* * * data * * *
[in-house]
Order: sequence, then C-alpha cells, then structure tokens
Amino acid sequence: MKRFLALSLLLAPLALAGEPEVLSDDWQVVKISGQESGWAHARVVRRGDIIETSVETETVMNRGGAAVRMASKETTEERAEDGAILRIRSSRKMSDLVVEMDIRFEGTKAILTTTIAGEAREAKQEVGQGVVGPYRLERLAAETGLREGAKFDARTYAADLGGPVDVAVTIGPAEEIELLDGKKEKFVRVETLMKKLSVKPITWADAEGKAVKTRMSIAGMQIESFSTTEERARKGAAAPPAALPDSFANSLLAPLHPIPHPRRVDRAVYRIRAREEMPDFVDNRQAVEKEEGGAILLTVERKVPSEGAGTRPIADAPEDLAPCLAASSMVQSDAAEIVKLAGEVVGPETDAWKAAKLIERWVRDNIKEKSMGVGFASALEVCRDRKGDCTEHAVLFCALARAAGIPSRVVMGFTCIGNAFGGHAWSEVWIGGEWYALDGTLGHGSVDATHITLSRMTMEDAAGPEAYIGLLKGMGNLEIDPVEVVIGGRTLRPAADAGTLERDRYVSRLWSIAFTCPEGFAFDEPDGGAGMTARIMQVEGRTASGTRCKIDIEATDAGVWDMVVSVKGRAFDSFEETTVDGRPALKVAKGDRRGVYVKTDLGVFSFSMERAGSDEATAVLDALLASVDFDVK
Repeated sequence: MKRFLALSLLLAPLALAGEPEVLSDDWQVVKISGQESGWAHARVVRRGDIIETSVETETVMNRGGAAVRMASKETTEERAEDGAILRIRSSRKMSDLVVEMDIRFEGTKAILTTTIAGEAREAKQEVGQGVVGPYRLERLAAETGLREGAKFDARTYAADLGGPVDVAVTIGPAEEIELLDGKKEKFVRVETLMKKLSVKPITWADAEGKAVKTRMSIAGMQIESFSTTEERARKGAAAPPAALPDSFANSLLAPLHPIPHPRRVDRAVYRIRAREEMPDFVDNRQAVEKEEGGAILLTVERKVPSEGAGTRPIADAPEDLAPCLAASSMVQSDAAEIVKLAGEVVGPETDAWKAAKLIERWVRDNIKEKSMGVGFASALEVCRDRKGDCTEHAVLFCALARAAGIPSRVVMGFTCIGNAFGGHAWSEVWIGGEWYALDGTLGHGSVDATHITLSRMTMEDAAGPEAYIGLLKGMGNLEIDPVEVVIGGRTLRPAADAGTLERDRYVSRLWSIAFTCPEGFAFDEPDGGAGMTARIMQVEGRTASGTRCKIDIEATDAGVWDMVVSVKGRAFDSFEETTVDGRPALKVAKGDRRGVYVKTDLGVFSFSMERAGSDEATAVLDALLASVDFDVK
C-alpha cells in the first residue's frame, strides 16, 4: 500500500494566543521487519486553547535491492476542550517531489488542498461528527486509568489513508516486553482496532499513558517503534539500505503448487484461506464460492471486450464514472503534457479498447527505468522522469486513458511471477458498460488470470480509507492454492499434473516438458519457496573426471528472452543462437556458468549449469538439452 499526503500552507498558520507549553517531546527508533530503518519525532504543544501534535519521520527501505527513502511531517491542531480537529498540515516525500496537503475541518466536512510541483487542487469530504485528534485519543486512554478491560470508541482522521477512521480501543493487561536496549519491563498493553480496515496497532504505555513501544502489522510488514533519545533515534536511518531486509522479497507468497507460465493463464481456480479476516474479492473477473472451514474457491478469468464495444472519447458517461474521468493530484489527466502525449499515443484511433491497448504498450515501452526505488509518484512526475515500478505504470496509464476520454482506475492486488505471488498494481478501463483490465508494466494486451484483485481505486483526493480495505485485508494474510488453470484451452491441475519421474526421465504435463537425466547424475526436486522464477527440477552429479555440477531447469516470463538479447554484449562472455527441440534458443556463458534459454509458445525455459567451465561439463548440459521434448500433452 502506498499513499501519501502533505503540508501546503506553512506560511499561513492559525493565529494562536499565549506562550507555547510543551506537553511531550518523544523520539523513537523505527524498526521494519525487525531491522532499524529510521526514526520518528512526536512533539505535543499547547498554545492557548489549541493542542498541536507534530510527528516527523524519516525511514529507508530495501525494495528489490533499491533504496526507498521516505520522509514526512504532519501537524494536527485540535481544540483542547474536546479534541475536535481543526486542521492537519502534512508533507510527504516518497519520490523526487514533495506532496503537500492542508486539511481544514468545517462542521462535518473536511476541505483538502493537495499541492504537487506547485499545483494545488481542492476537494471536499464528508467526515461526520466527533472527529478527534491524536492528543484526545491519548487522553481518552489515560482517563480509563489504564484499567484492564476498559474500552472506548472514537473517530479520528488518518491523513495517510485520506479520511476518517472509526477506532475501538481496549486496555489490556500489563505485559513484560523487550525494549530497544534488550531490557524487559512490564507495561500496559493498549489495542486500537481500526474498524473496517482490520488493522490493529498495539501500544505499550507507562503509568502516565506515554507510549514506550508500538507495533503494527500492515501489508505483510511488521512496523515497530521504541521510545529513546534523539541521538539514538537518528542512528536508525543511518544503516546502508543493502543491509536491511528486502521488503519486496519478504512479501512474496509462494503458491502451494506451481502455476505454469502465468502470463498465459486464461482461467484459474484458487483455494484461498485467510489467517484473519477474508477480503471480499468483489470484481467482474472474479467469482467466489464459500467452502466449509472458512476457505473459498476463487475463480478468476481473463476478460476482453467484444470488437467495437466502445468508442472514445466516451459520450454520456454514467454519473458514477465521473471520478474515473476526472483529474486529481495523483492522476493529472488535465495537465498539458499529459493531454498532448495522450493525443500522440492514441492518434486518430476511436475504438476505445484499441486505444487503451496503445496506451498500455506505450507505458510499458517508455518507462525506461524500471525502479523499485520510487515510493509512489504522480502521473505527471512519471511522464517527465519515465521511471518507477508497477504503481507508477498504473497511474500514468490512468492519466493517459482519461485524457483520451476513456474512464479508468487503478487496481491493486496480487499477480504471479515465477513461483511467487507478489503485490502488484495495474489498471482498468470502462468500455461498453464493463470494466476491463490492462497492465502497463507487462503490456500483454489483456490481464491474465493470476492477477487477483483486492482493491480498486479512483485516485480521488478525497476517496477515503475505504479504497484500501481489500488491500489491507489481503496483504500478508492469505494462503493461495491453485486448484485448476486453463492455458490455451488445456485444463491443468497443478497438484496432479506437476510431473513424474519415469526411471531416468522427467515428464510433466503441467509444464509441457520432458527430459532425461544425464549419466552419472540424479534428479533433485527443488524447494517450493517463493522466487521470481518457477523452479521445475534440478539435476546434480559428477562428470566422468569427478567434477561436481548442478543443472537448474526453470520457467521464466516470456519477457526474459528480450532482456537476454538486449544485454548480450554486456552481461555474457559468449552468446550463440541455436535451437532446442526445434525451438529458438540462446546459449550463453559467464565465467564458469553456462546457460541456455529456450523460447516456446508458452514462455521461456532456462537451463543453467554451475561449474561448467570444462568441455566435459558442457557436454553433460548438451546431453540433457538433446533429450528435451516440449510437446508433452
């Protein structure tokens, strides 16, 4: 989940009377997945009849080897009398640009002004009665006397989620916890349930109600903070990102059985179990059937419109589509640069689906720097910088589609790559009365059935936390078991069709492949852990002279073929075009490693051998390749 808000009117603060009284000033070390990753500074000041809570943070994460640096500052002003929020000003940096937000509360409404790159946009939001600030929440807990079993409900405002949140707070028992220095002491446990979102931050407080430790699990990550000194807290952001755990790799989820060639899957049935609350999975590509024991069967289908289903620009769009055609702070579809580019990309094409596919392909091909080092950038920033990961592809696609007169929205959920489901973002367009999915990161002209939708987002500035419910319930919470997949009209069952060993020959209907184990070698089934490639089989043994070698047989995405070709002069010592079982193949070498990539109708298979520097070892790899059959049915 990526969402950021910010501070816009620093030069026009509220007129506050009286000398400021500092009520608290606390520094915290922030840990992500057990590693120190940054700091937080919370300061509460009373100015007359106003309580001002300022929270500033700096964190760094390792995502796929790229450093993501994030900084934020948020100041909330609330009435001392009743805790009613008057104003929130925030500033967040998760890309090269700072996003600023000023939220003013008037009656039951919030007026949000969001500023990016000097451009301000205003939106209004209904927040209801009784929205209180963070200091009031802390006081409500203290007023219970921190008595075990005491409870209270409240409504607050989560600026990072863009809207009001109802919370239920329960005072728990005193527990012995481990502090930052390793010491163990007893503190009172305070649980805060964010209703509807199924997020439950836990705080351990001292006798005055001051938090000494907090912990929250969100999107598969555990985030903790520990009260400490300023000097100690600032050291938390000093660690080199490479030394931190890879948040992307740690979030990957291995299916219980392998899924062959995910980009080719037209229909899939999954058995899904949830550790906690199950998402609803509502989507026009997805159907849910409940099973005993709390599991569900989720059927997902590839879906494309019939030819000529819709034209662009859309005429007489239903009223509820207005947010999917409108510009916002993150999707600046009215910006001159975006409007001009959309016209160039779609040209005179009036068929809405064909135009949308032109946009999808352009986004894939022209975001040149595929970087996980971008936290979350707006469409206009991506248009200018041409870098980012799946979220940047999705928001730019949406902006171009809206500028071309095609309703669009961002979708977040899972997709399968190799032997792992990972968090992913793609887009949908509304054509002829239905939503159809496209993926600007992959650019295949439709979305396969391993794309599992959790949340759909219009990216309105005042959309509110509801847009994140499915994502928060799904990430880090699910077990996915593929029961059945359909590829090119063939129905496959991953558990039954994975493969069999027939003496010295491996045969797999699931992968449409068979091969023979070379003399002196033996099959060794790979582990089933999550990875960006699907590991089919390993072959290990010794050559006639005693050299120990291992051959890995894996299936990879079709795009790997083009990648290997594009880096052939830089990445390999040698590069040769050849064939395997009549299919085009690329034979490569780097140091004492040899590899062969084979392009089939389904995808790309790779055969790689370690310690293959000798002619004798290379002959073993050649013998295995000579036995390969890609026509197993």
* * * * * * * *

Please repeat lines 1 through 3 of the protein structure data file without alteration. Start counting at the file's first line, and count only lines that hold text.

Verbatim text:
[in-house]
Order: sequence, then C-alpha cells, then structure tokens
Amino acid sequence: MKRFLALSLLLAPLALAGEPEVLSDDWQVVKISGQESGWAHARVVRRGDIIETSVETETVMNRGGAAVRMASKETTEERAEDGAILRIRSSRKMSDLVVEMDIRFEGTKAILTTTIAGEAREAKQEVGQGVVGPYRLERLAAETGLREGAKFDARTYAADLGGPVDVAVTIGPAEEIELLDGKKEKFVRVETLMKKLSVKPITWADAEGKAVKTRMSIAGMQIESFSTTEERARKGAAAPPAALPDSFANSLLAPLHPIPHPRRVDRAVYRIRAREEMPDFVDNRQAVEKEEGGAILLTVERKVPSEGAGTRPIADAPEDLAPCLAASSMVQSDAAEIVKLAGEVVGPETDAWKAAKLIERWVRDNIKEKSMGVGFASALEVCRDRKGDCTEHAVLFCALARAAGIPSRVVMGFTCIGNAFGGHAWSEVWIGGEWYALDGTLGHGSVDATHITLSRMTMEDAAGPEAYIGLLKGMGNLEIDPVEVVIGGRTLRPAADAGTLERDRYVSRLWSIAFTCPEGFAFDEPDGGAGMTARIMQVEGRTASGTRCKIDIEATDAGVWDMVVSVKGRAFDSFEETTVDGRPALKVAKGDRRGVYVKTDLGVFSFSMERAGSDEATAVLDALLASVDFDVK